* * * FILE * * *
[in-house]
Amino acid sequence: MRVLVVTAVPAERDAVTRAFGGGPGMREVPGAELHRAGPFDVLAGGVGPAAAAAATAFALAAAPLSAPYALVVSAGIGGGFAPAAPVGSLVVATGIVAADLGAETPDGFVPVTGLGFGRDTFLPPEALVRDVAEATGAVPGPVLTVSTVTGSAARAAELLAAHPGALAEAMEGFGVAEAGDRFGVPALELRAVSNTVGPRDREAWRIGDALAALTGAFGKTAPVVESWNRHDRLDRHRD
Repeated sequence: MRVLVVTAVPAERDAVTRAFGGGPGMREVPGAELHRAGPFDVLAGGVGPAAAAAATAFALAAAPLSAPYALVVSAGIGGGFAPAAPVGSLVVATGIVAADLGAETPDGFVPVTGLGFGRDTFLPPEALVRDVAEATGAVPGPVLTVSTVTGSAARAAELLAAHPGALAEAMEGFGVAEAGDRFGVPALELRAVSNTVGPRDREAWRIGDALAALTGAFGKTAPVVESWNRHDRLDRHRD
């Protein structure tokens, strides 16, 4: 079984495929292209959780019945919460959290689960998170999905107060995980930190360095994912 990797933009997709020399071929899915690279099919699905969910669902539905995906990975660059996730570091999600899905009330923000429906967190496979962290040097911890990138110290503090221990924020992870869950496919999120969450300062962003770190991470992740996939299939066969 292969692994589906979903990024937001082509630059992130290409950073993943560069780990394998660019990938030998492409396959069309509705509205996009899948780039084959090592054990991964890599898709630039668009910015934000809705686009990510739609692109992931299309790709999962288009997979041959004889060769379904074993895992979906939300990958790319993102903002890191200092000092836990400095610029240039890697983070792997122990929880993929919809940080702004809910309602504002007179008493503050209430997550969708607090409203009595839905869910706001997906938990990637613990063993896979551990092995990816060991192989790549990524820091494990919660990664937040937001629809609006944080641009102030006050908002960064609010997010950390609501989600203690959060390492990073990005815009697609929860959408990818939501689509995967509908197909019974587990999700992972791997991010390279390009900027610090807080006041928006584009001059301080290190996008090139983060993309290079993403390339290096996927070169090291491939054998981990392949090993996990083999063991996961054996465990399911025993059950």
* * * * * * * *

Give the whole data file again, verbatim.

[in-house]
Amino acid sequence: MRVLVVTAVPAERDAVTRAFGGGPGMREVPGAELHRAGPFDVLAGGVGPAAAAAATAFALAAAPLSAPYALVVSAGIGGGFAPAAPVGSLVVATGIVAADLGAETPDGFVPVTGLGFGRDTFLPPEALVRDVAEATGAVPGPVLTVSTVTGSAARAAELLAAHPGALAEAMEGFGVAEAGDRFGVPALELRAVSNTVGPRDREAWRIGDALAALTGAFGKTAPVVESWNRHDRLDRHRD
Repeated sequence: MRVLVVTAVPAERDAVTRAFGGGPGMREVPGAELHRAGPFDVLAGGVGPAAAAAATAFALAAAPLSAPYALVVSAGIGGGFAPAAPVGSLVVATGIVAADLGAETPDGFVPVTGLGFGRDTFLPPEALVRDVAEATGAVPGPVLTVSTVTGSAARAAELLAAHPGALAEAMEGFGVAEAGDRFGVPALELRAVSNTVGPRDREAWRIGDALAALTGAFGKTAPVVESWNRHDRLDRHRD
């Protein structure tokens, strides 16, 4: 079984495929292209959780019945919460959290689960998170999905107060995980930190360095994912 990797933009997709020399071929899915690279099919699905969910669902539905995906990975660059996730570091999600899905009330923000429906967190496979962290040097911890990138110290503090221990924020992870869950496919999120969450300062962003770190991470992740996939299939066969 292969692994589906979903990024937001082509630059992130290409950073993943560069780990394998660019990938030998492409396959069309509705509205996009899948780039084959090592054990991964890599898709630039668009910015934000809705686009990510739609692109992931299309790709999962288009997979041959004889060769379904074993895992979906939300990958790319993102903002890191200092000092836990400095610029240039890697983070792997122990929880993929919809940080702004809910309602504002007179008493503050209430997550969708607090409203009595839905869910706001997906938990990637613990063993896979551990092995990816060991192989790549990524820091494990919660990664937040937001629809609006944080641009102030006050908002960064609010997010950390609501989600203690959060390492990073990005815009697609929860959408990818939501689509995967509908197909019974587990999700992972791997991010390279390009900027610090807080006041928006584009001059301080290190996008090139983060993309290079993403390339290096996927070169090291491939054998981990392949090993996990083999063991996961054996465990399911025993059950």